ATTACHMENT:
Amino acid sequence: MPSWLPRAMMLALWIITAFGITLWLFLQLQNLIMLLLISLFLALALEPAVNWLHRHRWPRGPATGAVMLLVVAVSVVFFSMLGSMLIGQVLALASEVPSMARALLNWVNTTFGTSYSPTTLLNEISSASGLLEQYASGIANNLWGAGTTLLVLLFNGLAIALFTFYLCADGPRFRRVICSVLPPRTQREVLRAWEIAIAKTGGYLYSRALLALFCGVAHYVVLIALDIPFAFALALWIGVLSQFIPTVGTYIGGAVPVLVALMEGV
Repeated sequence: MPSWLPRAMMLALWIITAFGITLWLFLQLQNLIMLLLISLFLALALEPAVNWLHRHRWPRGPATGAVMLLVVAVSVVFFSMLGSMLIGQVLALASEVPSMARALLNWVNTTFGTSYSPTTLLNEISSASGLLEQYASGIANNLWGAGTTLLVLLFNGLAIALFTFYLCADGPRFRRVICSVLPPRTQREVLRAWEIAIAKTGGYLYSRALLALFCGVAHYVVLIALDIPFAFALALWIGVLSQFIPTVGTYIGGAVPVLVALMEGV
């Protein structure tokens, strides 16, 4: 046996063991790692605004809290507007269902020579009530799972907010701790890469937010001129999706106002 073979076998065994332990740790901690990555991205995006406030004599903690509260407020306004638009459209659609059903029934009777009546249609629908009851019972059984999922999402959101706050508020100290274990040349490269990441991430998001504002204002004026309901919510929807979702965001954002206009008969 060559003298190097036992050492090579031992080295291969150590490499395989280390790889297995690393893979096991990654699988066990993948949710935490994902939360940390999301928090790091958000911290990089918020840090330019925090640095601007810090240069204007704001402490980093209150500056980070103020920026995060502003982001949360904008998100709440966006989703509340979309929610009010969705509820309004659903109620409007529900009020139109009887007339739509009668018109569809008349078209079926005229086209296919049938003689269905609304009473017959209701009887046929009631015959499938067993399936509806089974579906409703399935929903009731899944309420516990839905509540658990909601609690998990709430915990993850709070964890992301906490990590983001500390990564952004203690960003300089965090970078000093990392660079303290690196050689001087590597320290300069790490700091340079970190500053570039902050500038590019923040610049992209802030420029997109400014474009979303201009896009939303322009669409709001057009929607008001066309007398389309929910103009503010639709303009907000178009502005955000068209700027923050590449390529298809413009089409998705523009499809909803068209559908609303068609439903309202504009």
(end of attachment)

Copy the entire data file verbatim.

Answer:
Amino acid sequence: MPSWLPRAMMLALWIITAFGITLWLFLQLQNLIMLLLISLFLALALEPAVNWLHRHRWPRGPATGAVMLLVVAVSVVFFSMLGSMLIGQVLALASEVPSMARALLNWVNTTFGTSYSPTTLLNEISSASGLLEQYASGIANNLWGAGTTLLVLLFNGLAIALFTFYLCADGPRFRRVICSVLPPRTQREVLRAWEIAIAKTGGYLYSRALLALFCGVAHYVVLIALDIPFAFALALWIGVLSQFIPTVGTYIGGAVPVLVALMEGV
Repeated sequence: MPSWLPRAMMLALWIITAFGITLWLFLQLQNLIMLLLISLFLALALEPAVNWLHRHRWPRGPATGAVMLLVVAVSVVFFSMLGSMLIGQVLALASEVPSMARALLNWVNTTFGTSYSPTTLLNEISSASGLLEQYASGIANNLWGAGTTLLVLLFNGLAIALFTFYLCADGPRFRRVICSVLPPRTQREVLRAWEIAIAKTGGYLYSRALLALFCGVAHYVVLIALDIPFAFALALWIGVLSQFIPTVGTYIGGAVPVLVALMEGV
């Protein structure tokens, strides 16, 4: 046996063991790692605004809290507007269902020579009530799972907010701790890469937010001129999706106002 073979076998065994332990740790901690990555991205995006406030004599903690509260407020306004638009459209659609059903029934009777009546249609629908009851019972059984999922999402959101706050508020100290274990040349490269990441991430998001504002204002004026309901919510929807979702965001954002206009008969 060559003298190097036992050492090579031992080295291969150590490499395989280390790889297995690393893979096991990654699988066990993948949710935490994902939360940390999301928090790091958000911290990089918020840090330019925090640095601007810090240069204007704001402490980093209150500056980070103020920026995060502003982001949360904008998100709440966006989703509340979309929610009010969705509820309004659903109620409007529900009020139109009887007339739509009668018109569809008349078209079926005229086209296919049938003689269905609304009473017959209701009887046929009631015959499938067993399936509806089974579906409703399935929903009731899944309420516990839905509540658990909601609690998990709430915990993850709070964890992301906490990590983001500390990564952004203690960003300089965090970078000093990392660079303290690196050689001087590597320290300069790490700091340079970190500053570039902050500038590019923040610049992209802030420029997109400014474009979303201009896009939303322009669409709001057009929607008001066309007398389309929910103009503010639709303009907000178009502005955000068209700027923050590449390529298809413009089409998705523009499809909803068209559908609303068609439903309202504009």